- Blockchain leaders applaud the recent progress on the Data Act, expressing appreciation for policymakers’ efforts. However, they voice concerns regarding the rushed negotiations and the need for a more detailed examination of the “digital contract” and “smart contract” terminology.
- Industry stakeholders call for increased dialogue and understanding between regulatory bodies and the blockchain industry, emphasizing the potential unintended implications of future regulatory proposals.
Within the rapidly advancing digital era, we, as key industry stakeholders, find cause for optimism in the recent political agreement on the Data Act. Policymakers have addressed the concerns we laid out in our open letter, demonstrating an earnest commitment to supporting this evolving digital landscape. This response symbolizes a significant step in an ongoing dialogue around smart contracts and permissionless technology.
[Data Act Update] In ongoing efforts to safeguard #blockchain innovation in Europe 🇪🇺, the #IOTA Foundation and collaborators present a joint statement addressing the latest circulated Data Act proposal. Read it here:
— IOTA (@iota) July 17, 2023
Nonetheless, we find a crucial area of discourse overlooked in the pressured race to conclude the negotiations—the necessity of the term “digital contract” in place of “smart contract”. A deeper dive into this would have aligned more congruously with industry expectations, given the considerable weight these two distinct terms carry in interpreting and implementing the corresponding regulations.
Through rigorous review and discussion of the finalized Data Act, we discern the legislation’s focal point—mutual consent and intentionality in data-sharing agreements. The rules of Article 30 apply specifically when two or more parties consent to a data-sharing agreement, enabled by a ‘smart contract’ adhering to the Act’s requirements. The Act also mandates disclosure of safety measures in smart contracts, such as termination, interruption features, and access control mechanisms.
Article 30 underscores the instrumental role of European standardization organizations in establishing common standards. These guidelines would ensure that smart contracts, aimed at facilitating data-sharing agreements, comply with the specifications of Article 30 (1).
Deconstructing the Data Act: The Need for Continued Dialogue
Assuming that our interpretation of the Data Act aligns with regulators’ intentions, it is pivotal to initiate further consultations with standardization committees and second-level regulators. Addressing the open-ended questions arising from the broader Data Act text will help establish a well-rounded, harmonized regulatory framework.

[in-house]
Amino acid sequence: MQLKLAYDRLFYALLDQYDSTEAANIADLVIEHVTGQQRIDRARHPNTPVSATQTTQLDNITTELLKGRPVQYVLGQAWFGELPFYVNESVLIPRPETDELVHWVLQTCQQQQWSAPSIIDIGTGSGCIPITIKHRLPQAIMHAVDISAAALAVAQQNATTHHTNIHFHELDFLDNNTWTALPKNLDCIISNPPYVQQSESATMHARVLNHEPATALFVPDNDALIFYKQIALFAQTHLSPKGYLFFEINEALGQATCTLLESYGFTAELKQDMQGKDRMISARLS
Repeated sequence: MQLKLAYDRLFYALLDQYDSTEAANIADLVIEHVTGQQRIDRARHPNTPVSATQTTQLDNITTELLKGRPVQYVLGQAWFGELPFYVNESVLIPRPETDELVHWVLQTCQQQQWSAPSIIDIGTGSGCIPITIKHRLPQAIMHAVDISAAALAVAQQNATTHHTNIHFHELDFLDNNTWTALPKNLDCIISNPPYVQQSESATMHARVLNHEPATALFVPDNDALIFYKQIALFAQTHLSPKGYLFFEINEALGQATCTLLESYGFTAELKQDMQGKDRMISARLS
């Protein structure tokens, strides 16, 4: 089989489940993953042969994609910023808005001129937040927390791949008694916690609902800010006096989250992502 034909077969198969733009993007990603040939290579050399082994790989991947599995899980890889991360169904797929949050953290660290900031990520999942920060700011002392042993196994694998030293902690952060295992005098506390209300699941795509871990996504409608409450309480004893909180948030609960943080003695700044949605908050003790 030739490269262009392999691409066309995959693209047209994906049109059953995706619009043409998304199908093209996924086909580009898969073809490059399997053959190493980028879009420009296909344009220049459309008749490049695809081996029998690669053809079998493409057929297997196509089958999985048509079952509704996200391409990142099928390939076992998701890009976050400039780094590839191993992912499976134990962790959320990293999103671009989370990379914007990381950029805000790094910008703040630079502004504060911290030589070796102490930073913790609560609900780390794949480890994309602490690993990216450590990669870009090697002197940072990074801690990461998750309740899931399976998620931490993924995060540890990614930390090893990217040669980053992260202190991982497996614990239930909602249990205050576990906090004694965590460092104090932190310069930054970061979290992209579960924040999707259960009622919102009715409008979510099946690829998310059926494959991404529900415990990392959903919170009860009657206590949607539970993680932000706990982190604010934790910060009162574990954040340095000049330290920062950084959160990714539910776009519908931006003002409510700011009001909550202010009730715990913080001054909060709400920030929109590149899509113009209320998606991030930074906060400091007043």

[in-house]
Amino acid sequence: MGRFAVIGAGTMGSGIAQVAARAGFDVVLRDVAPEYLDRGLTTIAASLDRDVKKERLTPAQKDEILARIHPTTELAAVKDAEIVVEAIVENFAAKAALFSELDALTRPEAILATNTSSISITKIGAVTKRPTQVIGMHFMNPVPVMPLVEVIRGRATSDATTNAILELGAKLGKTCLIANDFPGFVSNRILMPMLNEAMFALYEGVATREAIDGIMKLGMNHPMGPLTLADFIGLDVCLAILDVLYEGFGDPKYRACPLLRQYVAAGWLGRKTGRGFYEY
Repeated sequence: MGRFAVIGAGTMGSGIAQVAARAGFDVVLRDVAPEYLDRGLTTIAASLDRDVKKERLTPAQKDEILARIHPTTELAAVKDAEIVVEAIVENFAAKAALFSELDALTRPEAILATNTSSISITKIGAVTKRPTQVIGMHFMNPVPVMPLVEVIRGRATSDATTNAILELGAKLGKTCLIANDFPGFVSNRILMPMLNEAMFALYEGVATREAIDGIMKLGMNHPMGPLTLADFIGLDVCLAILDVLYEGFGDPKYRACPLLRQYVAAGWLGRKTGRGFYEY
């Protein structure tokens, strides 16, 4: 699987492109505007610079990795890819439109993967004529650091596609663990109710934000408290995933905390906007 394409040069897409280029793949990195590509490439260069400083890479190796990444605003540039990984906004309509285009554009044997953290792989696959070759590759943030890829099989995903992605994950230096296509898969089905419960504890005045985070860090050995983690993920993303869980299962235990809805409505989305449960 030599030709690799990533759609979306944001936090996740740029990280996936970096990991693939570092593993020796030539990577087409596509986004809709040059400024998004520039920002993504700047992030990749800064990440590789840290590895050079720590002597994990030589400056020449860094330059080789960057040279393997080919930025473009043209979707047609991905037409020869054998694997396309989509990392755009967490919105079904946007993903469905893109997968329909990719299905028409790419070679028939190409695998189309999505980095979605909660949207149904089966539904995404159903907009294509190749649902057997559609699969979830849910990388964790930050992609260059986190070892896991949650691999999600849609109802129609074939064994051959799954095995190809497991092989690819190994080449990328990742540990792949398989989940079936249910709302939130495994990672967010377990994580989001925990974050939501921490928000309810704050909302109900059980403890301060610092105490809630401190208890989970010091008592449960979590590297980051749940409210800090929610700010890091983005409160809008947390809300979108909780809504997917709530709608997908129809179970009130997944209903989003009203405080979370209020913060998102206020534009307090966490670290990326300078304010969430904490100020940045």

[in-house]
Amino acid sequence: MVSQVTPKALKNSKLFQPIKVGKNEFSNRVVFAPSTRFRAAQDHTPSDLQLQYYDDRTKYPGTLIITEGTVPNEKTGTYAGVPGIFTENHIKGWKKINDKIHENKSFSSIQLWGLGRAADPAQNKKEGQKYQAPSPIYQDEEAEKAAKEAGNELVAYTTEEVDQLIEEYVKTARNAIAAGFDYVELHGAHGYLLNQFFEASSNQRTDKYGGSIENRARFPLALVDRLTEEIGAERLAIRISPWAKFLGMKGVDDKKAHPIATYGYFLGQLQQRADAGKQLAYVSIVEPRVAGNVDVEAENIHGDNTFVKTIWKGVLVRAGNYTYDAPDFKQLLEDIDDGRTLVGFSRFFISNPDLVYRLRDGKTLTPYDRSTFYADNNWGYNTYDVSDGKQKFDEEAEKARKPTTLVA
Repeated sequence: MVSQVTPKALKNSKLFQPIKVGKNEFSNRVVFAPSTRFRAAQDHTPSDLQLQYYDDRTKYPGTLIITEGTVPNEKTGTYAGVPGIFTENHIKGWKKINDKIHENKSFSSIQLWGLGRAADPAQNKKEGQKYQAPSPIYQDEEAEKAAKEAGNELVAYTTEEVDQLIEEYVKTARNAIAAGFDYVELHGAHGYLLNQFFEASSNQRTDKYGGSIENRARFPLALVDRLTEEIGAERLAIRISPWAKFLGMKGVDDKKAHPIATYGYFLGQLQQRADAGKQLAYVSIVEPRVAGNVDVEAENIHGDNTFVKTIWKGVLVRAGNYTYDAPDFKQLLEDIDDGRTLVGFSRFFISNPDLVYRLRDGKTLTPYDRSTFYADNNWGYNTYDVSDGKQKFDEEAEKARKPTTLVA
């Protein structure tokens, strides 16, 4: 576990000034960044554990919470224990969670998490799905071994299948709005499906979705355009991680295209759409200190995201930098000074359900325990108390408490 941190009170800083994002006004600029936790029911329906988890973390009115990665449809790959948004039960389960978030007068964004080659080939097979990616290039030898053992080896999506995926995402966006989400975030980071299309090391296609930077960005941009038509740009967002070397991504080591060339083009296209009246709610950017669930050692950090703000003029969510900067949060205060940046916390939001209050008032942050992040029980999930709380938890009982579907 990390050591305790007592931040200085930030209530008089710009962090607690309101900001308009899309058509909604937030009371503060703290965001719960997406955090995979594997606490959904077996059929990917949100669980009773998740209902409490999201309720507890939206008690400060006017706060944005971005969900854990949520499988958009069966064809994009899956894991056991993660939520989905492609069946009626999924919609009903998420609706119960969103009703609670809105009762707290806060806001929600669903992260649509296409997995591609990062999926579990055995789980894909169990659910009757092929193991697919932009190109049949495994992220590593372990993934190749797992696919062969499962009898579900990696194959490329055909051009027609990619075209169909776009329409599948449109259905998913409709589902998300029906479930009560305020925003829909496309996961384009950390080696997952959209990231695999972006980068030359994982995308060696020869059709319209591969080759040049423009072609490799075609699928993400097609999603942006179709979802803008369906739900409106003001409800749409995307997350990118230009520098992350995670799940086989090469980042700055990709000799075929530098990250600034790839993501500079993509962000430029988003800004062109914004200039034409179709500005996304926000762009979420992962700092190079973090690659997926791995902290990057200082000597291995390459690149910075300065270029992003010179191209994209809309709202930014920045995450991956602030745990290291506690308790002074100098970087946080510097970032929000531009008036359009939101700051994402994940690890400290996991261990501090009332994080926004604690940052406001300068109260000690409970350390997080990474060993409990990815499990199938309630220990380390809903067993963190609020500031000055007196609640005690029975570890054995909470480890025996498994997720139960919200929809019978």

While we recognize the strides made in legally defining “smart contracts” at the EU level, we harbor concerns about possible unintended implications in subsequent regulatory proposals. It is essential to gain a robust understanding of permissionless technology before integrating this definition into another legislation, lest we inadvertently obstruct the utility of smart contracts and permissionless blockchain technology.
During the negotiation process, the necessity for a stronger dialogue and understanding between regulatory bodies and the blockchain industry was apparent. Misunderstandings surrounding smart contracts have led to confusion among regulators and developers, highlighting the importance of education and increased awareness within the industry.
Policymakers have urged the industry to trust their intentions—a call that we echo for reciprocity. The blockchain industry has been proactive in standardizing smart contracts and implementing consumer and investor safety measures. Introducing an intermediary into a disintermediated environment may introduce new risks rather than enhance technological security.
In harnessing the potential of permissionless technology, regulators need to thoroughly understand its fundamental aspects before implementing regulations. An approach proportionate to the current level of understanding, with a readiness to learn, should guide regulatory actions.
We stress that this statement is based on currently available information and that there are still many unanswered questions we hope regulators will clarify. We remain committed to engaging and supporting regulatory bodies, leveraging our expertise, and providing ongoing support to advance our shared objectives—innovation, consumer and investor protection, and a sustainable and secure digital economy.